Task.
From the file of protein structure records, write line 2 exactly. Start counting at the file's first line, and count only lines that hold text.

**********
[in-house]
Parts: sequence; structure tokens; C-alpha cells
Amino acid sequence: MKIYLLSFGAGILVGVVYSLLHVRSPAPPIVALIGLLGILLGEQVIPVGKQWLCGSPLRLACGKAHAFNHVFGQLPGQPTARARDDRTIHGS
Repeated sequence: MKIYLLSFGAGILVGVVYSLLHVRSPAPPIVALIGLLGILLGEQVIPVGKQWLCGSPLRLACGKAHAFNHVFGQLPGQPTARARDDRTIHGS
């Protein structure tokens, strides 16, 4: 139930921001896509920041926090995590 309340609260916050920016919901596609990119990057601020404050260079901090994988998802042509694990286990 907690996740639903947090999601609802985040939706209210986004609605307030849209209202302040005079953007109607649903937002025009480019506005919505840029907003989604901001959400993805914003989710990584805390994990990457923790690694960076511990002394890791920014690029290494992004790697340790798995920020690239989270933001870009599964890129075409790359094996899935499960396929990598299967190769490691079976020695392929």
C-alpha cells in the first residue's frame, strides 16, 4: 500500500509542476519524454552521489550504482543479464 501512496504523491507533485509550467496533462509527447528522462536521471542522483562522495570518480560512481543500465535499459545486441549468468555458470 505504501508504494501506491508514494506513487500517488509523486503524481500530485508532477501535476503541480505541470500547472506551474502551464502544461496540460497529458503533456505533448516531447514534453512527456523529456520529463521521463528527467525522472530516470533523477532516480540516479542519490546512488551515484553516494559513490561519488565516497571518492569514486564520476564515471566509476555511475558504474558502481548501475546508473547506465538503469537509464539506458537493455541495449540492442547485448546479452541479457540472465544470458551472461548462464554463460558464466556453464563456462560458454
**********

Parts: sequence; structure tokens; C-alpha cells